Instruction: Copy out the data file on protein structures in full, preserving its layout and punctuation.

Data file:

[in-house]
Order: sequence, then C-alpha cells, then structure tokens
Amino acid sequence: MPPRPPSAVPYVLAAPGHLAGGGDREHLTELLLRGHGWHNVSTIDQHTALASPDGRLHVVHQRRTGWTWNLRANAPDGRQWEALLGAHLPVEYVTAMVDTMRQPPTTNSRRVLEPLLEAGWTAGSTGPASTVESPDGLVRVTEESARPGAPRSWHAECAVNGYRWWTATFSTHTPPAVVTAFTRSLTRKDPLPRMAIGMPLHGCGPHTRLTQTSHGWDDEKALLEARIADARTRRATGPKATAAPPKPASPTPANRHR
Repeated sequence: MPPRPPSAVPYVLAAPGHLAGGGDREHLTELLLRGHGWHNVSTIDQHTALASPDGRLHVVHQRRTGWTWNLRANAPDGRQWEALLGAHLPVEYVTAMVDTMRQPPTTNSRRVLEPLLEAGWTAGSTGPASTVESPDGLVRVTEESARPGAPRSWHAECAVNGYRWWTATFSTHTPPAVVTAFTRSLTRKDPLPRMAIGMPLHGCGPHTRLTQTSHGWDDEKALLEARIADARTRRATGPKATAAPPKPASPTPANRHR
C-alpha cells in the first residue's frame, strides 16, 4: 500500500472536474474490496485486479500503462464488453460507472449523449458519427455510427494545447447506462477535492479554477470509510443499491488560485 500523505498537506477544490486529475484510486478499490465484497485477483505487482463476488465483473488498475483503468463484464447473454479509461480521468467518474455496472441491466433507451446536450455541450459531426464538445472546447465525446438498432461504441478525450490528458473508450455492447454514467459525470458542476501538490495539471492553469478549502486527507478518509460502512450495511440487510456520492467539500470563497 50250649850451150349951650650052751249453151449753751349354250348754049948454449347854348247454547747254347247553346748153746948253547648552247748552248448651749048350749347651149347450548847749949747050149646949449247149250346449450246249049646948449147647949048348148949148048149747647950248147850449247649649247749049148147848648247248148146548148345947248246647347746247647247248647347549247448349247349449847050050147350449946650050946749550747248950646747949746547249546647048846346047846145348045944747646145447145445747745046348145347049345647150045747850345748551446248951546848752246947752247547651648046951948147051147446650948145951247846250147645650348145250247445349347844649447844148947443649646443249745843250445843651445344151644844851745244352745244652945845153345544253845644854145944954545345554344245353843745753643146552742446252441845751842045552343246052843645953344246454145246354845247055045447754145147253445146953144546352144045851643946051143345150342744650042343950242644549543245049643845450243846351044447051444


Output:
[in-house]
Order: sequence, then C-alpha cells, then structure tokens
Amino acid sequence: MPPRPPSAVPYVLAAPGHLAGGGDREHLTELLLRGHGWHNVSTIDQHTALASPDGRLHVVHQRRTGWTWNLRANAPDGRQWEALLGAHLPVEYVTAMVDTMRQPPTTNSRRVLEPLLEAGWTAGSTGPASTVESPDGLVRVTEESARPGAPRSWHAECAVNGYRWWTATFSTHTPPAVVTAFTRSLTRKDPLPRMAIGMPLHGCGPHTRLTQTSHGWDDEKALLEARIADARTRRATGPKATAAPPKPASPTPANRHR
Repeated sequence: MPPRPPSAVPYVLAAPGHLAGGGDREHLTELLLRGHGWHNVSTIDQHTALASPDGRLHVVHQRRTGWTWNLRANAPDGRQWEALLGAHLPVEYVTAMVDTMRQPPTTNSRRVLEPLLEAGWTAGSTGPASTVESPDGLVRVTEESARPGAPRSWHAECAVNGYRWWTATFSTHTPPAVVTAFTRSLTRKDPLPRMAIGMPLHGCGPHTRLTQTSHGWDDEKALLEARIADARTRRATGPKATAAPPKPASPTPANRHR
C-alpha cells in the first residue's frame, strides 16, 4: 500500500472536474474490496485486479500503462464488453460507472449523449458519427455510427494545447447506462477535492479554477470509510443499491488560485 500523505498537506477544490486529475484510486478499490465484497485477483505487482463476488465483473488498475483503468463484464447473454479509461480521468467518474455496472441491466433507451446536450455541450459531426464538445472546447465525446438498432461504441478525450490528458473508450455492447454514467459525470458542476501538490495539471492553469478549502486527507478518509460502512450495511440487510456520492467539500470563497 50250649850451150349951650650052751249453151449753751349354250348754049948454449347854348247454547747254347247553346748153746948253547648552247748552248448651749048350749347651149347450548847749949747050149646949449247149250346449450246249049646948449147647949048348148949148048149747647950248147850449247649649247749049148147848648247248148146548148345947248246647347746247647247248647347549247448349247349449847050050147350449946650050946749550747248950646747949746547249546647048846346047846145348045944747646145447145445747745046348145347049345647150045747850345748551446248951546848752246947752247547651648046951948147051147446650948145951247846250147645650348145250247445349347844649447844148947443649646443249745843250445843651445344151644844851745244352745244652945845153345544253845644854145944954545345554344245353843745753643146552742446252441845751842045552343246052843645953344246454145246354845247055045447754145147253445146953144546352144045851643946051143345150342744650042343950242644549543245049643845450243846351044447051444